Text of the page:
Friday, January 15, 2010

Gun Control: An Issue that Shouldn't be Ideological

I want to start by saying that I am completely, perhaps uncharacteristically, undecided when it comes to the issue of gun control/the Second Amendment, etc

One thing I am decided on, however, is that the question of gun control should not be an ideological issue. It should be a purely pragmatic one. If private gun ownership can be shown, with valid statistics, to be stopping crime and saving lives...they should be allowed. If certain restrictions can be shown, with valid statistics, to be stopping crime and saving lives...then those restrictions should remain. And if some restriction tactics are shown to work better than others...then they should be used.

However, coming by "valid statistics" is incredibly hard, and that perhaps is why I am undecided on the actual issue. You will see propaganda from the NRA telling you that such-a-number of crimes are stopped each year with defensive use of firearms, but you will also find studies from supporters of gun control saying that certain restrictions work. But very often these include a million confounding variables; maybe crime or gun-related deaths would have decreased that year anyway because of other factors. One thing I do know is that statistics should be allowed to speak for themselves, people shouldn't collect data with the idea of proving their pre-decided point.

And the effects of gun-control could be different in different circumstances, different times, different places, different cultures. That the Swiss all own guns and seem to be relatively peaceful, doesn't prove that it is the guns that are causing their peace, nor that strict gun-control laws in Chicago are a bad idea. Switzerland and Chicago are very different situations. At the same time, just because gun-control may seem to reduce crime in dense urban areas, doesn't mean it makes sense in rural areas where there is lots of open space and the police are often 20 minutes away.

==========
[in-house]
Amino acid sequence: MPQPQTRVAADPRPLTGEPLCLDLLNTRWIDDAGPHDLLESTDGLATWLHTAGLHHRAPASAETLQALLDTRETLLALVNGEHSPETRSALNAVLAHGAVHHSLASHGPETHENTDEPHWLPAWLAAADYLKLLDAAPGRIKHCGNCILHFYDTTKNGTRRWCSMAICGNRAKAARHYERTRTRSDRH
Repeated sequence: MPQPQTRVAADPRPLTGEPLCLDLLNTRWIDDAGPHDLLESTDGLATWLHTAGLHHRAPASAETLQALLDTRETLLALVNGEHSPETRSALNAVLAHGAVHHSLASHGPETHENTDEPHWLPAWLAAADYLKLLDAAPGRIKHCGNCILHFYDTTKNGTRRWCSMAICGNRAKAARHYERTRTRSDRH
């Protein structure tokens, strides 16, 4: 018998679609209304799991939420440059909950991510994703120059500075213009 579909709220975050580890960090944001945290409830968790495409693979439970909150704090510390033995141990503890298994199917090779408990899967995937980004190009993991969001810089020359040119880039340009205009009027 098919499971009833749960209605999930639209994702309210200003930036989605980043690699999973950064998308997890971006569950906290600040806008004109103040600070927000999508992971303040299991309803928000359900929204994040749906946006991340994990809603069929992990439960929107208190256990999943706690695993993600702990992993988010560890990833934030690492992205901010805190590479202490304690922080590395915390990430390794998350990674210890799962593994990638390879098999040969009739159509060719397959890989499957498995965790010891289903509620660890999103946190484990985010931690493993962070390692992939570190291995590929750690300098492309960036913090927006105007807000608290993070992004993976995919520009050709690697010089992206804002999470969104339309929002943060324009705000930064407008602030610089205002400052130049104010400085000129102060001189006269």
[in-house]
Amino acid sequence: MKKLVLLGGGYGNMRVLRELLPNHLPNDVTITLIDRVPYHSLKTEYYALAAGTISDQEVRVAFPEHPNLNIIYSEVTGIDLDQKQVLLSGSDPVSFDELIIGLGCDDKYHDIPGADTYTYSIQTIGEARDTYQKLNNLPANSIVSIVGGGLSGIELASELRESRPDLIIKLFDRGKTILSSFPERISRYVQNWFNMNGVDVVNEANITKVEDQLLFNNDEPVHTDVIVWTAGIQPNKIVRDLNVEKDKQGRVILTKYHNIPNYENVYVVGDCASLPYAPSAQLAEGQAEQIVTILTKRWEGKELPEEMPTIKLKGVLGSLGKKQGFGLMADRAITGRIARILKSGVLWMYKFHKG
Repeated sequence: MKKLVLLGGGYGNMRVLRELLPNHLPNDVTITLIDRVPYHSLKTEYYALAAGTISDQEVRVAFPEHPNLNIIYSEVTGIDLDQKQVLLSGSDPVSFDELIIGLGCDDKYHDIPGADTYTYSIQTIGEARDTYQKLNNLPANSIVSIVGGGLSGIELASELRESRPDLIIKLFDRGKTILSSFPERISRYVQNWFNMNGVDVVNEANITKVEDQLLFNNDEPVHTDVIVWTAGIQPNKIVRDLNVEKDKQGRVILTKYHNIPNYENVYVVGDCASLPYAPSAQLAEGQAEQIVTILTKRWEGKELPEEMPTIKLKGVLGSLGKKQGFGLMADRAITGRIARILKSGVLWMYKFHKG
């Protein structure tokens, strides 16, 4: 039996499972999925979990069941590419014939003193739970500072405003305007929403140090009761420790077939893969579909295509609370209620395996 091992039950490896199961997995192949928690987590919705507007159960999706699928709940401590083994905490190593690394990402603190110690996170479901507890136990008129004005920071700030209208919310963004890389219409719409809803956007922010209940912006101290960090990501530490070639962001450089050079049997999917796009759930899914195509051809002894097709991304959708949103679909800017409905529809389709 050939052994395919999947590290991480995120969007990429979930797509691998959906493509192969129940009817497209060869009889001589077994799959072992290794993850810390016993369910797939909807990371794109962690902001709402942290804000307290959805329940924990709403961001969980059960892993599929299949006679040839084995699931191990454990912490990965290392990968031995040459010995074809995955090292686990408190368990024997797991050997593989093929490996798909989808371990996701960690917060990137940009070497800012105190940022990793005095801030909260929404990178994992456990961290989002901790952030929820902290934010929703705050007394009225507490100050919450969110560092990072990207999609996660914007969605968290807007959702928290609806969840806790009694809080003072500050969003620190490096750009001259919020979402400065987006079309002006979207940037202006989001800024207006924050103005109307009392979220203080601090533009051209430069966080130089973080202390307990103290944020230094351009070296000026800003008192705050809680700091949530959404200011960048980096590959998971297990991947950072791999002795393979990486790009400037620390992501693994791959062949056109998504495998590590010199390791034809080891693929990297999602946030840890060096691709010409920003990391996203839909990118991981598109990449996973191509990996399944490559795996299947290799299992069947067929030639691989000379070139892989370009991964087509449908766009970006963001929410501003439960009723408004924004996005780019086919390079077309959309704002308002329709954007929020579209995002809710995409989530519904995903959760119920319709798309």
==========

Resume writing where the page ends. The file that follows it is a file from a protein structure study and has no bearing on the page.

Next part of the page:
I don't know how to reliably find such statistics. A wide-scale "experiment" might have to be carried out wherein similar counties were compared and variables controlled for, and some given gun-control laws, and others not, and then gun-control would be added to those that previously didn't have it, and taken away from those that did, and see what the effects were on the various types of areas.

But, my point is...this shouldn't be an issue of absolute "principles" as conservatives explicitly treat it. In this way the liberals are somewhat more sympathetic on this issue. They, at least explicitly, make this issue one of practical results. Whether it is true or not, they are convinced that gun control, pragmatically, is reducing crime, is saving lives.

Though that's not to say that liberals don't implicitly let "principles" effect their position subconsciously; such as a general uncomfortability with private use of force, soft pacifism, a reaction against the stupid conservative entanglement of masculinity with power/violence, etc. The fact that they seem to believe that gun control will always work everywhere at all times in all situations indicates this implicit ideological bias; they are practical absolutists on the issue even if not ideological.

But the conservatives who make this an issue of absolute principle, of inalienable "rights," a priori to any consideration of whether it is concretely increasing or decreasing the death rate...are grossly oversimplifying, to say the least. It cannot be a question of absolutes, to me, because gun control might work in some contexts, whereas gun ownership might be practically beneficial in other areas. It has to be a question of what works in a given place at a given time.